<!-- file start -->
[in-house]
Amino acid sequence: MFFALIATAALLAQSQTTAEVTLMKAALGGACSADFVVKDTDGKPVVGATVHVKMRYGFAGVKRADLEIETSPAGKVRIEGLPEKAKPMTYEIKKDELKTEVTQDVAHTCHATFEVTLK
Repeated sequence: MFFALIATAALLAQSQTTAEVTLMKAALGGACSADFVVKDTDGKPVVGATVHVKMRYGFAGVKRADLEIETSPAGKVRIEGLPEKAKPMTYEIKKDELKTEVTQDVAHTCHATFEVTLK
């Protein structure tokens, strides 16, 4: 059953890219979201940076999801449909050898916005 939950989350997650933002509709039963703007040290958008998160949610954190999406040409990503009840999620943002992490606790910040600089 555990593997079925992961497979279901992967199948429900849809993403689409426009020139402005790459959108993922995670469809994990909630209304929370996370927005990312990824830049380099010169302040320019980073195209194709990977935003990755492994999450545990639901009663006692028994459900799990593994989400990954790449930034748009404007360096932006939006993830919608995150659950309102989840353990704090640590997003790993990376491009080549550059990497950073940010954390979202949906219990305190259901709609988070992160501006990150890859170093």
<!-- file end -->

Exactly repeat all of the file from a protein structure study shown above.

[in-house]
Amino acid sequence: MFFALIATAALLAQSQTTAEVTLMKAALGGACSADFVVKDTDGKPVVGATVHVKMRYGFAGVKRADLEIETSPAGKVRIEGLPEKAKPMTYEIKKDELKTEVTQDVAHTCHATFEVTLK
Repeated sequence: MFFALIATAALLAQSQTTAEVTLMKAALGGACSADFVVKDTDGKPVVGATVHVKMRYGFAGVKRADLEIETSPAGKVRIEGLPEKAKPMTYEIKKDELKTEVTQDVAHTCHATFEVTLK
């Protein structure tokens, strides 16, 4: 059953890219979201940076999801449909050898916005 939950989350997650933002509709039963703007040290958008998160949610954190999406040409990503009840999620943002992490606790910040600089 555990593997079925992961497979279901992967199948429900849809993403689409426009020139402005790459959108993922995670469809994990909630209304929370996370927005990312990824830049380099010169302040320019980073195209194709990977935003990755492994999450545990639901009663006692028994459900799990593994989400990954790449930034748009404007360096932006939006993830919608995150659950309102989840353990704090640590997003790993990376491009080549550059990497950073940010954390979202949906219990305190259901709609988070992160501006990150890859170093």